Demanding stricter regulations for the foreign direct investment (FDI) in the e-commerce sector, multiple industry bodies representing domestic retailers have asked the government to update the existing Press Note 2 (2018) which currently governs foreign investments.
At a meeting with the Department for Promotion of Industry and Internal Trade (DPIIT) on March 17, the Confederation of All India Traders (CAIT), the Retailers Association of India (RAI) and others have demanded that the government should stop e-marketplaces from selling inventory on a B2B basis that is purported to be sold by them on the platform. To do this, they asked DPIIT to clarify the definition of the inventory-based model and marketplace model to remove any ambiguity in the rules.
The retailers have also demanded that an independent national regulator be instituted to overseeing the sector and that the government should have the right to seek information and audit the accounts of the entities involved in e-commerce. The need for immediate action on violations such as deep discounting, preferential arrangements with sellers, discriminatory treatments have also been pointed out.
The present policy allows 100 percent FDI in the marketplace based model of e-commerce, prohibiting the inventory-based model of e-commerce. The government has brought out multiple press notes and notifications to ban e-marketplaces from owning the inventory they sell and stop them from showcasing products by entities in which they have equity participation.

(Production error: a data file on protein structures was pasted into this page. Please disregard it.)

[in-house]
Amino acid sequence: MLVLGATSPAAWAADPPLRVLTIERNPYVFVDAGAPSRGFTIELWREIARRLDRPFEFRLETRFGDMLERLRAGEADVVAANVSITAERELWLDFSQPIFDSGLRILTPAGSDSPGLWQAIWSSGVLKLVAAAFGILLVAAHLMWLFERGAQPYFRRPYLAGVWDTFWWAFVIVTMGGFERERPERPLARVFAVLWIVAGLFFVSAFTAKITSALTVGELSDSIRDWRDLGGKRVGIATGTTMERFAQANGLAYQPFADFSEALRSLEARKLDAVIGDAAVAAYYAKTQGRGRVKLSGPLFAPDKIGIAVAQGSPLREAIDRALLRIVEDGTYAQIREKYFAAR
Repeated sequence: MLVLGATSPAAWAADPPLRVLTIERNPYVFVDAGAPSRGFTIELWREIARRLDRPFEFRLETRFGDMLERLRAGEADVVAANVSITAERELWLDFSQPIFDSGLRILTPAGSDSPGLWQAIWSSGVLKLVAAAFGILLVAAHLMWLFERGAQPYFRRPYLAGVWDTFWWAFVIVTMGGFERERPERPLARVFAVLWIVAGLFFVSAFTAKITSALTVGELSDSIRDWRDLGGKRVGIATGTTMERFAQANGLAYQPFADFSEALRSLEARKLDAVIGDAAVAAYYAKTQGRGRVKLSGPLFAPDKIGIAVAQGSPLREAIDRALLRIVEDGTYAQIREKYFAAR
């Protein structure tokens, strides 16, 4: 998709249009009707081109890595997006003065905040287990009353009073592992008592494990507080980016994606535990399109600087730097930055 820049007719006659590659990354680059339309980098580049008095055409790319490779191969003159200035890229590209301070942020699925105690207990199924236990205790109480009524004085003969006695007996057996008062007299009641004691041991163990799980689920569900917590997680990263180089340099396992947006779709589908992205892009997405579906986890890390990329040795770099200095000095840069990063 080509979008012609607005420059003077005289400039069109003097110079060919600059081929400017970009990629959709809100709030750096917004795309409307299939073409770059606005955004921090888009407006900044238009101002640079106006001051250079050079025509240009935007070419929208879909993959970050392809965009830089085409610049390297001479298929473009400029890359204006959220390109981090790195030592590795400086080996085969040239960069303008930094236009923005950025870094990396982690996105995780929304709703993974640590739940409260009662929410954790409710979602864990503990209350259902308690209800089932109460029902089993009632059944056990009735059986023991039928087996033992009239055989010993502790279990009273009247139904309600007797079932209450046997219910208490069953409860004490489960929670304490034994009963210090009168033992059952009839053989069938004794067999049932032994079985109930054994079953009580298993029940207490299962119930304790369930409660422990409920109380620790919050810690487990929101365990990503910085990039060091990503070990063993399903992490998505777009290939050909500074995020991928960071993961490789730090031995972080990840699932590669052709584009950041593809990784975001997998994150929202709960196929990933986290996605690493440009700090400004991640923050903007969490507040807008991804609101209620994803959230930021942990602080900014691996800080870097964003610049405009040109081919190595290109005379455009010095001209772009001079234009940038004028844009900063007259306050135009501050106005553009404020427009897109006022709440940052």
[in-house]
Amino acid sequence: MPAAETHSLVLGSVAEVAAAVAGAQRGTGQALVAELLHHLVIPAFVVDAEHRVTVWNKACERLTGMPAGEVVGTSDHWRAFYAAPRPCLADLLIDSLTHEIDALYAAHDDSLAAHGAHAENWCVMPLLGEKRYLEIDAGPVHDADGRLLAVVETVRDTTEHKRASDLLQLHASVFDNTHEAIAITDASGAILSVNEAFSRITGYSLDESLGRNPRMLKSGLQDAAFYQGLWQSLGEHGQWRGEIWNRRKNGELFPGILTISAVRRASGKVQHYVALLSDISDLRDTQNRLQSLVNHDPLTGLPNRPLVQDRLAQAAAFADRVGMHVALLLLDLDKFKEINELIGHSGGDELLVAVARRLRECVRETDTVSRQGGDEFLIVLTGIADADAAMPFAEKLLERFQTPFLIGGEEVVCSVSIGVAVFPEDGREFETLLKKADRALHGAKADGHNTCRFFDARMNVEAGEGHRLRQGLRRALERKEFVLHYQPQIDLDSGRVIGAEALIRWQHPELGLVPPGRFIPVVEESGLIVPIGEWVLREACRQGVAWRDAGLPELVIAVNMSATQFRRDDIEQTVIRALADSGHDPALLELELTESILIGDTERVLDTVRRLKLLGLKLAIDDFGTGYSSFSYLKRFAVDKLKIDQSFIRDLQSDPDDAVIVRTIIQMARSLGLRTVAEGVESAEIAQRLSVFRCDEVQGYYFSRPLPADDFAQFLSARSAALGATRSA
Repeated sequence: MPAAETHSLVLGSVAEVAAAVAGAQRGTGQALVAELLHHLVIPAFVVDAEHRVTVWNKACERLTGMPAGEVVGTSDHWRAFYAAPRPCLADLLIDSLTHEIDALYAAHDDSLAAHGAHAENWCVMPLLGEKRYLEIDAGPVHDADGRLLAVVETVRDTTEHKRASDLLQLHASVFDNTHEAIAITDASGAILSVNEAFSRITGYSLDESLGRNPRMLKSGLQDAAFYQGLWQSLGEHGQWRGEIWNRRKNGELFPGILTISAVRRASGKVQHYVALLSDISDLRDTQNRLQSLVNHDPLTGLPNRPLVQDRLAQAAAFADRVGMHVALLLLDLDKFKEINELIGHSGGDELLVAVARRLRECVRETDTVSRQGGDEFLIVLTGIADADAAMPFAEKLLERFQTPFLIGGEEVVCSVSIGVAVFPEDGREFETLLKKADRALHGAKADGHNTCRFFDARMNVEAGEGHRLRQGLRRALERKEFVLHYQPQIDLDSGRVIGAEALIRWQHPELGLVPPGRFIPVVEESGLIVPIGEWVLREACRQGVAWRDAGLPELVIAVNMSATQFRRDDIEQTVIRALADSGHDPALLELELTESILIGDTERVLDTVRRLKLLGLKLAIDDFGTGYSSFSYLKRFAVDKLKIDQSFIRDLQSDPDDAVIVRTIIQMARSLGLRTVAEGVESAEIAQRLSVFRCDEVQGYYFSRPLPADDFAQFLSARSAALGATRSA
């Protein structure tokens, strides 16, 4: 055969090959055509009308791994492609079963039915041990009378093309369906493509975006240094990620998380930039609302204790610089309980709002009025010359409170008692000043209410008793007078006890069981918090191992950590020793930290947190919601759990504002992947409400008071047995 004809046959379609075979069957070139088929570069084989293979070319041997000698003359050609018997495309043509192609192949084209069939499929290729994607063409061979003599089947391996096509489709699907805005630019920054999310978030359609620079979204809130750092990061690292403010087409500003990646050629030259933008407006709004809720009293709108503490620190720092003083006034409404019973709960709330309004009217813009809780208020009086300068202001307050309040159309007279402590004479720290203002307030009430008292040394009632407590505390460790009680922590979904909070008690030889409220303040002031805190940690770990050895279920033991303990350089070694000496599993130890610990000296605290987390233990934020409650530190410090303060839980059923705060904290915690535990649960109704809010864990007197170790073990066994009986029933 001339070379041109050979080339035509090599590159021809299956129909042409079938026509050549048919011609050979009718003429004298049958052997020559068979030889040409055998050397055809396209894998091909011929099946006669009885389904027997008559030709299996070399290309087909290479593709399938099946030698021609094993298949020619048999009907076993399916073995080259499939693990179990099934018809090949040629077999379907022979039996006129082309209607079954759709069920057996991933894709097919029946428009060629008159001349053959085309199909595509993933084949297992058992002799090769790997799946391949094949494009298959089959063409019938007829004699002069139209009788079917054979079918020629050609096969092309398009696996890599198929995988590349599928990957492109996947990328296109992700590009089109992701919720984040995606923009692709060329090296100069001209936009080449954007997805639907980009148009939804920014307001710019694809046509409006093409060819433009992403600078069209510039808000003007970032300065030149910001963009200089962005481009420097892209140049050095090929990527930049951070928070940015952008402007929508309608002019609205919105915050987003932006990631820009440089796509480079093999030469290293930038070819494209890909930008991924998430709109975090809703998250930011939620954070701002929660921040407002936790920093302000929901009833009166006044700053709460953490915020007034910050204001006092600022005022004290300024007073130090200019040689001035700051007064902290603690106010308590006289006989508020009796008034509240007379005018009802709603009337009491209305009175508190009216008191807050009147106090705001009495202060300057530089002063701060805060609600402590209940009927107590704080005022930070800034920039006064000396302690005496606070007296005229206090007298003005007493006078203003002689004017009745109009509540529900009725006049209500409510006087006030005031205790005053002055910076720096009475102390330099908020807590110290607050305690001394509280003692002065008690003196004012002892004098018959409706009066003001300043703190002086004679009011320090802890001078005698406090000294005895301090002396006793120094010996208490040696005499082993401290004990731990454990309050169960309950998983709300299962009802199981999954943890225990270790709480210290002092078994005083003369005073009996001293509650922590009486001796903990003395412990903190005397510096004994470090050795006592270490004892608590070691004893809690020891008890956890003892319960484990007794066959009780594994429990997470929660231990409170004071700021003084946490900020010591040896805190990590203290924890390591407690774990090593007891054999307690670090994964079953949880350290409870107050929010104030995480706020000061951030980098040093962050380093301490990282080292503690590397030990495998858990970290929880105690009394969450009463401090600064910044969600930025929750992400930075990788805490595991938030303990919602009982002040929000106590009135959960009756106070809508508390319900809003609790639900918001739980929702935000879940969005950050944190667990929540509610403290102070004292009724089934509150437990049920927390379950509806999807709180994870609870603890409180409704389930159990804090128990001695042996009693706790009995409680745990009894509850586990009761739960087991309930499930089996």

"However, due to creative interpretations about the relationship between marketplace and sellers, these companies are controlling either the sellers on their platform or their inventory. The control of foreign marketplace platform entities over the sellers on their platform, enables them to do anti-competitive practices such as predatory pricing and deep discounting through capital dumping that has led to closure of a large number of small merchants/kiranas leading to job loss for lakhs of people every month," CAIT said in a statement.
"The industry was plagued by deep discounting, capital dumping, exclusive seller agreements and lack of a level playing field. The growing contraventions by these foreign-fed entities that too during pandemic has been targeted to completely uproot the domestic retail sector in India," CAIT Secretary General Praveen Khandelwal, said.
Khandelwal also presented Commerce and Industry minister Piyush Goyal with a detailed memorandum containing concerns of the business community on present scenario of highly vitiated e commerce landscape of the country.
RAI has asked for Indian-owned and Indian-managed retail enterprises to be given better access to funds both local and international to become globally competitive. "While modern retail in India is about two-decade old, most modern retailers have infact been present only since the last 15 years.
There is a need to support modernisation of retail in the country, especially since it means increased employment and higher contribution to the country’s GDP," RAI said in a statement.